Those who know me know this struck a chord in my heart. I have written, presented and advocated nationally that we fail to meet our mission of protecting lives and property because we are a predominantly reactive service.
I get it. Fire prevention isn't sexy or exciting. But I guarantee that we save more lives through prevention than we do through suppression, we just don't know about it.
That does not take away from the need for suppression. When it's time, we roll. And when we roll, we see it on the news, Internet or magazines and that leads to the current culture of what most believe the fire service is about, and it's not prevention.
But if it doesn't happen because it's prevented, then we never know about it. That makes it hard for us to rally around and carry a prevention banner because we only get called for the bad stuff. So that leads to one of the problems — reporting. And the public is partly to blame.
But let's face it, our reporting leaves a lot to be desired. My last column "Why Fire Service Data Matters" addressed our shortcomings in data collection and application, as well as its importance.
While we know fire investigation is a tricky and difficult process, we also know that we can be guilty of putting junk data in, which results in getting junk data out. Many of the fatal fire causes are either undetermined or under investigation, and seldom change.
In many cases, "undetermined" is legitimate. But we also know that we can be lazy when completing some of our reports. And it's not just that.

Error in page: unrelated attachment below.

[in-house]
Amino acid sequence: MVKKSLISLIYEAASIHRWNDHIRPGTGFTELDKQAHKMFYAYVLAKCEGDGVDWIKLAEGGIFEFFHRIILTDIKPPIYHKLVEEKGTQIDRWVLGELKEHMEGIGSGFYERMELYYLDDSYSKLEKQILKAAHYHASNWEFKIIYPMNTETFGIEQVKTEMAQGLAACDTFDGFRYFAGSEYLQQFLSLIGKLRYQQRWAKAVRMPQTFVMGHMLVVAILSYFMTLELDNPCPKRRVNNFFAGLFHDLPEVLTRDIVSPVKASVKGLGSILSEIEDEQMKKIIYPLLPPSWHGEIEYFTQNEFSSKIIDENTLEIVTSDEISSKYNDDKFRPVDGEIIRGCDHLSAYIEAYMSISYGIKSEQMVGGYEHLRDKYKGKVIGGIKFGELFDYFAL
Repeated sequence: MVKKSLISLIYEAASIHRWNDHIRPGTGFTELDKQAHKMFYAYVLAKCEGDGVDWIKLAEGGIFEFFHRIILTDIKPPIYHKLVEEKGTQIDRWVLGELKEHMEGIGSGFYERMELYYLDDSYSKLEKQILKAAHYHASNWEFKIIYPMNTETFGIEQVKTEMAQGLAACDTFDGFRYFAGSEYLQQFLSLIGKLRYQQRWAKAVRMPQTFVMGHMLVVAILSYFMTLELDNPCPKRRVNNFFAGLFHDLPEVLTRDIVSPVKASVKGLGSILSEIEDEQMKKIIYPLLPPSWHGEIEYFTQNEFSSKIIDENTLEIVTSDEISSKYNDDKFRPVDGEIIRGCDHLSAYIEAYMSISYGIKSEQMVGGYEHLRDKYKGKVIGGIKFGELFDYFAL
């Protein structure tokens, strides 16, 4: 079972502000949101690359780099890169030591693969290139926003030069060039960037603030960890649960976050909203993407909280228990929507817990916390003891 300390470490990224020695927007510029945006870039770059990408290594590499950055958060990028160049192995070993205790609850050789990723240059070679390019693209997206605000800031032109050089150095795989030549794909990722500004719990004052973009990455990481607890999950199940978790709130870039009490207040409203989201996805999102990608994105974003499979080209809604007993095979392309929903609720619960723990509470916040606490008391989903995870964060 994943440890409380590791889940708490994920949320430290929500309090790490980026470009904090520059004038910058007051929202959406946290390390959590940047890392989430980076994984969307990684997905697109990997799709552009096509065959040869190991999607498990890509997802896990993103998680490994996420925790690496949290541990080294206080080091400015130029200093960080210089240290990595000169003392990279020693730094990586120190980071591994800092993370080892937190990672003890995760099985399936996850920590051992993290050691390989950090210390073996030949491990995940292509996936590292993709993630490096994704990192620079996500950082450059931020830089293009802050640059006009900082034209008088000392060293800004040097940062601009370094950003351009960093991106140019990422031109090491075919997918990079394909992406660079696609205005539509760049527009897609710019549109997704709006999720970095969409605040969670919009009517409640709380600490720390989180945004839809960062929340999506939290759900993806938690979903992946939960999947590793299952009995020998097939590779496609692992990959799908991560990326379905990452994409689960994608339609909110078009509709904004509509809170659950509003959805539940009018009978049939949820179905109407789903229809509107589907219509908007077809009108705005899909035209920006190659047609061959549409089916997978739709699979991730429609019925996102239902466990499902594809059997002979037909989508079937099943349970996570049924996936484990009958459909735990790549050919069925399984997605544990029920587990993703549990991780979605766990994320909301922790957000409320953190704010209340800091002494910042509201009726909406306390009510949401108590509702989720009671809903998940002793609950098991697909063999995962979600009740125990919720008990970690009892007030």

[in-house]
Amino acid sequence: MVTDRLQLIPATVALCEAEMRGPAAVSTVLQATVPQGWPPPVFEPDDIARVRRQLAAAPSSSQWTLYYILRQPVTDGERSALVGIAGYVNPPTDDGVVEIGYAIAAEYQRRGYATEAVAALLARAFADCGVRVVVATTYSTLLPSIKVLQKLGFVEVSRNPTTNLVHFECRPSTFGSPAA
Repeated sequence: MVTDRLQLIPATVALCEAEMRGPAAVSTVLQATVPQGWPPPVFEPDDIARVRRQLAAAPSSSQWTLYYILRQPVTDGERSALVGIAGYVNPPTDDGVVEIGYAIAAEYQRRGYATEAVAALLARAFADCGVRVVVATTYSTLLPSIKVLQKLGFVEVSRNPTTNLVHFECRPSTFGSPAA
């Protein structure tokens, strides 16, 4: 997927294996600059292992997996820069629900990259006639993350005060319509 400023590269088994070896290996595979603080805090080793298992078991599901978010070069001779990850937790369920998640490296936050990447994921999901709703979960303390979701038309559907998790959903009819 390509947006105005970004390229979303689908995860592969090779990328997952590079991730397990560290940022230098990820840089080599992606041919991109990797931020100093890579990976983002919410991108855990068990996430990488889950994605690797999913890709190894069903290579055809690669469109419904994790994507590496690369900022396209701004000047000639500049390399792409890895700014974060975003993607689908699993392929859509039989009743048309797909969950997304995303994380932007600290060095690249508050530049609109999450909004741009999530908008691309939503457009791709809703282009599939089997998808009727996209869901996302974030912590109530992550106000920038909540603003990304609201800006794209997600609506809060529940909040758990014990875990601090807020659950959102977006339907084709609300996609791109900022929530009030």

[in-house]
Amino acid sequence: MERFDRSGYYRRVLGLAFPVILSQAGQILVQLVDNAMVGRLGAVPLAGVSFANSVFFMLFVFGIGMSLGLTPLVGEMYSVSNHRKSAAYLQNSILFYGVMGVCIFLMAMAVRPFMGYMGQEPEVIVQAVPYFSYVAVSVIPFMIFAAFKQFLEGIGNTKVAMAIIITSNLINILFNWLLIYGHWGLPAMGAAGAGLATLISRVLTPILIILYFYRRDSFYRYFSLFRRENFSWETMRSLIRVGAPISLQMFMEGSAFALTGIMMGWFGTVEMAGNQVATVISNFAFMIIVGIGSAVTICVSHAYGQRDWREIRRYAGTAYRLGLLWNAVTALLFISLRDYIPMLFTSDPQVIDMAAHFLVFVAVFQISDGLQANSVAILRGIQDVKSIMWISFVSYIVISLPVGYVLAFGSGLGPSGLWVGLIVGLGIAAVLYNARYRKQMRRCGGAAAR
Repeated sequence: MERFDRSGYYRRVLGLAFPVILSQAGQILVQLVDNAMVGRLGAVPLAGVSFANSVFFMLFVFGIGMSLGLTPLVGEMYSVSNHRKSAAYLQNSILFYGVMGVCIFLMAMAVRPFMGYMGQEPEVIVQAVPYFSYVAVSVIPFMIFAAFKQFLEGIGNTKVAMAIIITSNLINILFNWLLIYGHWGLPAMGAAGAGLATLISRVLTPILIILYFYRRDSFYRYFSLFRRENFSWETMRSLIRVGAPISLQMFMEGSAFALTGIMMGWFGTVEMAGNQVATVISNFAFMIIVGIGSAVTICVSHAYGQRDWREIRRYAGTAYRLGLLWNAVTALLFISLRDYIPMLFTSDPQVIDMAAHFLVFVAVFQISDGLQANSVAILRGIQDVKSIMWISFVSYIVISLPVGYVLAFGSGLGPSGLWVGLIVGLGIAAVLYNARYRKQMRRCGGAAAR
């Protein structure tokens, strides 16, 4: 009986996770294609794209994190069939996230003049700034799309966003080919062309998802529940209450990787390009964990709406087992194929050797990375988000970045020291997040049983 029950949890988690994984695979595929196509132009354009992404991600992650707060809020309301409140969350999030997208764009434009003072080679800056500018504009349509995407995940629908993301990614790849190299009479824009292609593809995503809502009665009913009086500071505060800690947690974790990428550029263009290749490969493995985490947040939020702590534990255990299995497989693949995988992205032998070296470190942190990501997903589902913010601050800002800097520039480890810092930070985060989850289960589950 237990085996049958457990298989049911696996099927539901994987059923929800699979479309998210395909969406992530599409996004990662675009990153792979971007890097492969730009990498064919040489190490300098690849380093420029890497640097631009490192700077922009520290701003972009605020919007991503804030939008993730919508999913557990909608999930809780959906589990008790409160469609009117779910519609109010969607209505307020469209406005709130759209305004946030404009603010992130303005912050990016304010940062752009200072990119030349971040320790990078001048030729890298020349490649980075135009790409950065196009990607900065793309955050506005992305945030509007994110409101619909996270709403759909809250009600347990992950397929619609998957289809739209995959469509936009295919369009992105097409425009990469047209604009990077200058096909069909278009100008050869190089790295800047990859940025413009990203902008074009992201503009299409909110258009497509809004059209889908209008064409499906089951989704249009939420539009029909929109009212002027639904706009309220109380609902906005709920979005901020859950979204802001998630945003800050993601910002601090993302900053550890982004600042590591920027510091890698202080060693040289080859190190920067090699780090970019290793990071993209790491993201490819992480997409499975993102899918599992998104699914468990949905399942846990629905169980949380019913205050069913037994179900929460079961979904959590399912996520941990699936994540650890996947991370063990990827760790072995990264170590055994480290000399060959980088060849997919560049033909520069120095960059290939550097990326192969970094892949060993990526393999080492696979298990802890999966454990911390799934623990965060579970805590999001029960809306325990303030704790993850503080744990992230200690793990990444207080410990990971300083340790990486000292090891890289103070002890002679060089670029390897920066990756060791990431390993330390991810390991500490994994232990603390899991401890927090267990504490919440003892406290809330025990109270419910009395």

Often, we lack the training or personnel to conduct a thorough investigation, thus relying upon outside agencies such as the state fire marshal, ATF and even the private sector. Often, by time the findings are complete, the urgency of prevention has missed its branding, awareness and market time.
A component of education is to encourage the public to communicate with us when an event occurred even if we weren't dispatched.
- What if we knew about smoke alarm activations that alerted a family?
- What if we knew about fire extinguisher use for incidents that we weren't called for?
- What if we knew about grease fires that were extinguished in the home without us knowing?
A matter of priority
Many of the things that we teach, that we could measure our success and include in our data, we know nothing about because the public is either scared to let us know or have never been told that we want to know about it.
The federal government has put a lot of money, time and effort into Zika awareness and control. At the time of this writing, I can only find where one individual has died from Zika in the U.S.
So far this year, we are at nearly 1,400 civilian fire fatalities in the U.S. and 50 here in Alabama. Every year we see similar numbers.
It's time for the fire service to call this an epidemic and demand more funding for our U.S. Fire Administration to help us cure the epidemic.
I could go on and on about all of the reasons and concerns, but let's focus on the mission of the Turn Your Attention to Fire Prevention campaign — that is to erase fire deaths in Alabama.
But the underlying goal is to help change the focus and culture of the state's fire service to embrace that preventing the fire from occurring is the core of our existence.
Hopefully this message will spread across the nation and not just the Roll Tide Nation.